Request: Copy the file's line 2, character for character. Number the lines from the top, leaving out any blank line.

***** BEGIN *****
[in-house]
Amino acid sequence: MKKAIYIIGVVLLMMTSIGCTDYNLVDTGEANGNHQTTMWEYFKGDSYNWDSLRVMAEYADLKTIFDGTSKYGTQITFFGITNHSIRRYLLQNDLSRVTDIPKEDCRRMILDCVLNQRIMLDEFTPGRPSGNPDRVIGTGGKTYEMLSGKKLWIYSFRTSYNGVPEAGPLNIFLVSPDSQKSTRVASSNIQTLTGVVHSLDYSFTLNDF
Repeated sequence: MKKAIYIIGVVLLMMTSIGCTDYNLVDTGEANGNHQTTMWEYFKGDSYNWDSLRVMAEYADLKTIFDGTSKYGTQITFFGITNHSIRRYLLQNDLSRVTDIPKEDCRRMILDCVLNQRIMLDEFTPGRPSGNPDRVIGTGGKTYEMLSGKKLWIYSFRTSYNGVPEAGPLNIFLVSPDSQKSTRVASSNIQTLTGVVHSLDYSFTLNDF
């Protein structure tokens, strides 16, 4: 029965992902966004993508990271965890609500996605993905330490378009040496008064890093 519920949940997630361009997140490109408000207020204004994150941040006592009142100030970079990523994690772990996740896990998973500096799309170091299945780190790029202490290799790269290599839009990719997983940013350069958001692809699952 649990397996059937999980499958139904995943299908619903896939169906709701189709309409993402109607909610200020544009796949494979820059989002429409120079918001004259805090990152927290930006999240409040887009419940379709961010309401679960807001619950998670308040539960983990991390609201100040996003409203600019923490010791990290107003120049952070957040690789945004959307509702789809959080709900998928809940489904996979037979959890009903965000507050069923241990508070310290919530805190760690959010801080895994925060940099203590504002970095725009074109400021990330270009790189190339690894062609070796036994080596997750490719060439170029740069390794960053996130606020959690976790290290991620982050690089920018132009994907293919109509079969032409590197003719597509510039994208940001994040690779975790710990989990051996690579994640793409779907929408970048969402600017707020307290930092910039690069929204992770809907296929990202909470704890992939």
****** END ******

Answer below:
Amino acid sequence: MKKAIYIIGVVLLMMTSIGCTDYNLVDTGEANGNHQTTMWEYFKGDSYNWDSLRVMAEYADLKTIFDGTSKYGTQITFFGITNHSIRRYLLQNDLSRVTDIPKEDCRRMILDCVLNQRIMLDEFTPGRPSGNPDRVIGTGGKTYEMLSGKKLWIYSFRTSYNGVPEAGPLNIFLVSPDSQKSTRVASSNIQTLTGVVHSLDYSFTLNDF